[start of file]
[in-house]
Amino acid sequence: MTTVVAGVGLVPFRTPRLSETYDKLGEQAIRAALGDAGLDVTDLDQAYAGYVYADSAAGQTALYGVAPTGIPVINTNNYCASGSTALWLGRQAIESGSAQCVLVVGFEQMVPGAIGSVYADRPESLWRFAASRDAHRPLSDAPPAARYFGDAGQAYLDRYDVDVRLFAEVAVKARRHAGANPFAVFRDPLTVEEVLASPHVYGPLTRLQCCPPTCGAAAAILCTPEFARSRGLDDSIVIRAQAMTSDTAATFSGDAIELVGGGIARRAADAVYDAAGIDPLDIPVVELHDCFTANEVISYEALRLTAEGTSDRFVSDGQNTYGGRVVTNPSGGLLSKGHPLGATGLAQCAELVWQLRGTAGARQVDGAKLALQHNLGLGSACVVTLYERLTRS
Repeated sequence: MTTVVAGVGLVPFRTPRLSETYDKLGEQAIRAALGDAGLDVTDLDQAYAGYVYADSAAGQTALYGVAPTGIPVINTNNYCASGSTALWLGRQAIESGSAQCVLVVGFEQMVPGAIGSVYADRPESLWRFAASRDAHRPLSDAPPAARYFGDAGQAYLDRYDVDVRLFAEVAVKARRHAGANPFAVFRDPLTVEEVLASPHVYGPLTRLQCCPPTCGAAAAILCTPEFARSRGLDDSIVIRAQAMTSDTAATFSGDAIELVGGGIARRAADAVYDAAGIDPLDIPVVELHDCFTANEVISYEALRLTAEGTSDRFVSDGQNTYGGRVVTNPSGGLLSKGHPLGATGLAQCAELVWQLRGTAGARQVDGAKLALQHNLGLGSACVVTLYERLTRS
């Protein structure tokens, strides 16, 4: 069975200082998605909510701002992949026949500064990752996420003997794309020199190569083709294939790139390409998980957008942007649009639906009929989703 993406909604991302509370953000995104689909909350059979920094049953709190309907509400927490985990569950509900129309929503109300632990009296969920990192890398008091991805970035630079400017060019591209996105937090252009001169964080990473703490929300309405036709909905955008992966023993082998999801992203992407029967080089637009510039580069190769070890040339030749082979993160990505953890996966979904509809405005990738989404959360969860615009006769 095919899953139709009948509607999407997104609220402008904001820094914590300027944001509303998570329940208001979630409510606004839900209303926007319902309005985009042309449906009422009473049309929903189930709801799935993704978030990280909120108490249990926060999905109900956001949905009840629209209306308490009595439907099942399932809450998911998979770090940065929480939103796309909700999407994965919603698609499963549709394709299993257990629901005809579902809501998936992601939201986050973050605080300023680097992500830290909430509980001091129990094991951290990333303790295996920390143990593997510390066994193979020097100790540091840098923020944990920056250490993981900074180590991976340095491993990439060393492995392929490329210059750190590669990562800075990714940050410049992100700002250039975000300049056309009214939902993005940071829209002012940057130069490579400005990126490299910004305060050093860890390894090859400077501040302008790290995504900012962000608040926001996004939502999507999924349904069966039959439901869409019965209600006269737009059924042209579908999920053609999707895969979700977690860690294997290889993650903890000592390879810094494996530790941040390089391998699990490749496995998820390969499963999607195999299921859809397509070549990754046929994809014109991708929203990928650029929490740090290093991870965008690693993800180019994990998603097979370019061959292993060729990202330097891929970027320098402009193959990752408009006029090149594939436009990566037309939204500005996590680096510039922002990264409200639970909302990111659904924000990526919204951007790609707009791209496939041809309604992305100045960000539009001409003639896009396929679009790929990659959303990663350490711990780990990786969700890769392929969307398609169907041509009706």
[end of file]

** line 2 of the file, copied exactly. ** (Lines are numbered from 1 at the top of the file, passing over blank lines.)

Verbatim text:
Amino acid sequence: MTTVVAGVGLVPFRTPRLSETYDKLGEQAIRAALGDAGLDVTDLDQAYAGYVYADSAAGQTALYGVAPTGIPVINTNNYCASGSTALWLGRQAIESGSAQCVLVVGFEQMVPGAIGSVYADRPESLWRFAASRDAHRPLSDAPPAARYFGDAGQAYLDRYDVDVRLFAEVAVKARRHAGANPFAVFRDPLTVEEVLASPHVYGPLTRLQCCPPTCGAAAAILCTPEFARSRGLDDSIVIRAQAMTSDTAATFSGDAIELVGGGIARRAADAVYDAAGIDPLDIPVVELHDCFTANEVISYEALRLTAEGTSDRFVSDGQNTYGGRVVTNPSGGLLSKGHPLGATGLAQCAELVWQLRGTAGARQVDGAKLALQHNLGLGSACVVTLYERLTRS